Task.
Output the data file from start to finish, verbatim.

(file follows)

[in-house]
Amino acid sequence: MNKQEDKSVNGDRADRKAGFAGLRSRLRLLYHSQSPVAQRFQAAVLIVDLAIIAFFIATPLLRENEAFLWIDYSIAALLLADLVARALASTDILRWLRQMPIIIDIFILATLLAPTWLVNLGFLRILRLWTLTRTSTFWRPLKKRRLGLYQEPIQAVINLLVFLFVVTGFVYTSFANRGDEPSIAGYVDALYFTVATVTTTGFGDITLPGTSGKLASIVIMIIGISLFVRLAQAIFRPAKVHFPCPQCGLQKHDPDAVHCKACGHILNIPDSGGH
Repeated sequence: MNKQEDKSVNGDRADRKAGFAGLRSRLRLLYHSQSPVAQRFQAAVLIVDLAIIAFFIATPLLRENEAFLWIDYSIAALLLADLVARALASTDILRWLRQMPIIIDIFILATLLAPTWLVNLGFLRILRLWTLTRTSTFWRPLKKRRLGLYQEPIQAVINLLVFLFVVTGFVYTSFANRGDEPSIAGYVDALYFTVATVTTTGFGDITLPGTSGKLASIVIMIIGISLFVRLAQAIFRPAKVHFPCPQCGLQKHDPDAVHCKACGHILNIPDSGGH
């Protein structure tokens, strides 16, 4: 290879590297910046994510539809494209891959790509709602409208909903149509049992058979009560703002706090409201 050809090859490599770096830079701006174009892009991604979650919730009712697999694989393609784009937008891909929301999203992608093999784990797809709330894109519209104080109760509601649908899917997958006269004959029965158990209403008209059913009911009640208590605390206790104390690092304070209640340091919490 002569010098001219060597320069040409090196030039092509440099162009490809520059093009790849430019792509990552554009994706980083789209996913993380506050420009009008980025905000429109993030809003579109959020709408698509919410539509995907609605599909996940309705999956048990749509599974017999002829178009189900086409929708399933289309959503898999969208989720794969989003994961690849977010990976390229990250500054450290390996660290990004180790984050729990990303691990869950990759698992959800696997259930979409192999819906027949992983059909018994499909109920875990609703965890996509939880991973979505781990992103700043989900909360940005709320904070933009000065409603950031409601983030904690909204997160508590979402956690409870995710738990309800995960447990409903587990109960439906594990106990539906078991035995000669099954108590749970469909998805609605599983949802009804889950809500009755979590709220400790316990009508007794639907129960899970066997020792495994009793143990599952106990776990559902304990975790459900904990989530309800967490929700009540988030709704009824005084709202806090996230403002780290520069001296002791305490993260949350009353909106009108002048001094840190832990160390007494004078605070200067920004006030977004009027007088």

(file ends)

[in-house]
Amino acid sequence: MNKQEDKSVNGDRADRKAGFAGLRSRLRLLYHSQSPVAQRFQAAVLIVDLAIIAFFIATPLLRENEAFLWIDYSIAALLLADLVARALASTDILRWLRQMPIIIDIFILATLLAPTWLVNLGFLRILRLWTLTRTSTFWRPLKKRRLGLYQEPIQAVINLLVFLFVVTGFVYTSFANRGDEPSIAGYVDALYFTVATVTTTGFGDITLPGTSGKLASIVIMIIGISLFVRLAQAIFRPAKVHFPCPQCGLQKHDPDAVHCKACGHILNIPDSGGH
Repeated sequence: MNKQEDKSVNGDRADRKAGFAGLRSRLRLLYHSQSPVAQRFQAAVLIVDLAIIAFFIATPLLRENEAFLWIDYSIAALLLADLVARALASTDILRWLRQMPIIIDIFILATLLAPTWLVNLGFLRILRLWTLTRTSTFWRPLKKRRLGLYQEPIQAVINLLVFLFVVTGFVYTSFANRGDEPSIAGYVDALYFTVATVTTTGFGDITLPGTSGKLASIVIMIIGISLFVRLAQAIFRPAKVHFPCPQCGLQKHDPDAVHCKACGHILNIPDSGGH
């Protein structure tokens, strides 16, 4: 290879590297910046994510539809494209891959790509709602409208909903149509049992058979009560703002706090409201 050809090859490599770096830079701006174009892009991604979650919730009712697999694989393609784009937008891909929301999203992608093999784990797809709330894109519209104080109760509601649908899917997958006269004959029965158990209403008209059913009911009640208590605390206790104390690092304070209640340091919490 002569010098001219060597320069040409090196030039092509440099162009490809520059093009790849430019792509990552554009994706980083789209996913993380506050420009009008980025905000429109993030809003579109959020709408698509919410539509995907609605599909996940309705999956048990749509599974017999002829178009189900086409929708399933289309959503898999969208989720794969989003994961690849977010990976390229990250500054450290390996660290990004180790984050729990990303691990869950990759698992959800696997259930979409192999819906027949992983059909018994499909109920875990609703965890996509939880991973979505781990992103700043989900909360940005709320904070933009000065409603950031409601983030904690909204997160508590979402956690409870995710738990309800995960447990409903587990109960439906594990106990539906078991035995000669099954108590749970469909998805609605599983949802009804889950809500009755979590709220400790316990009508007794639907129960899970066997020792495994009793143990599952106990776990559902304990975790459900904990989530309800967490929700009540988030709704009824005084709202806090996230403002780290520069001296002791305490993260949350009353909106009108002048001094840190832990160390007494004078605070200067920004006030977004009027007088």